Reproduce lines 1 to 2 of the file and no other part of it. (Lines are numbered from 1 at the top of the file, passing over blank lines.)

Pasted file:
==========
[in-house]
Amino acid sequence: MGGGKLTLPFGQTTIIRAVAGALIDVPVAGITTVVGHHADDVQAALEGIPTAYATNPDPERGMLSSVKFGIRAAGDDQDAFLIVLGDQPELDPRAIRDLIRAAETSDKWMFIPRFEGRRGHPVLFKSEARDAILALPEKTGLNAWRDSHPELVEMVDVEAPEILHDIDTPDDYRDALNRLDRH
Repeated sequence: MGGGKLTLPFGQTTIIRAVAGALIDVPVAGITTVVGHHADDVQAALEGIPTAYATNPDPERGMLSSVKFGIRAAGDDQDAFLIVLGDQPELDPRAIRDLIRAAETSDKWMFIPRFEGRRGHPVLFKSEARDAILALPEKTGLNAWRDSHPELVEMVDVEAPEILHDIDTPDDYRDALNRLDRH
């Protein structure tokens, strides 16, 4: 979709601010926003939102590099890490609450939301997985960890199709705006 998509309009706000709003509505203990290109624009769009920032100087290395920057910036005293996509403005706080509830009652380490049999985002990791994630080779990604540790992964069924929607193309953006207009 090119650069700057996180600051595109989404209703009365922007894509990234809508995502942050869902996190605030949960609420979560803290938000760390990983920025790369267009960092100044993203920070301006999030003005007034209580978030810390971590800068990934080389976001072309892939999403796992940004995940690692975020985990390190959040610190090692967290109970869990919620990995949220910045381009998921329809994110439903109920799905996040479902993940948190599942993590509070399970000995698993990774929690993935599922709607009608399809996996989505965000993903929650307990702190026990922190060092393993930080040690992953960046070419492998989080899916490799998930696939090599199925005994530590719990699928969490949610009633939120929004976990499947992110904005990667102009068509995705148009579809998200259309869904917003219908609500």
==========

[in-house]
Amino acid sequence: MGGGKLTLPFGQTTIIRAVAGALIDVPVAGITTVVGHHADDVQAALEGIPTAYATNPDPERGMLSSVKFGIRAAGDDQDAFLIVLGDQPELDPRAIRDLIRAAETSDKWMFIPRFEGRRGHPVLFKSEARDAILALPEKTGLNAWRDSHPELVEMVDVEAPEILHDIDTPDDYRDALNRLDRH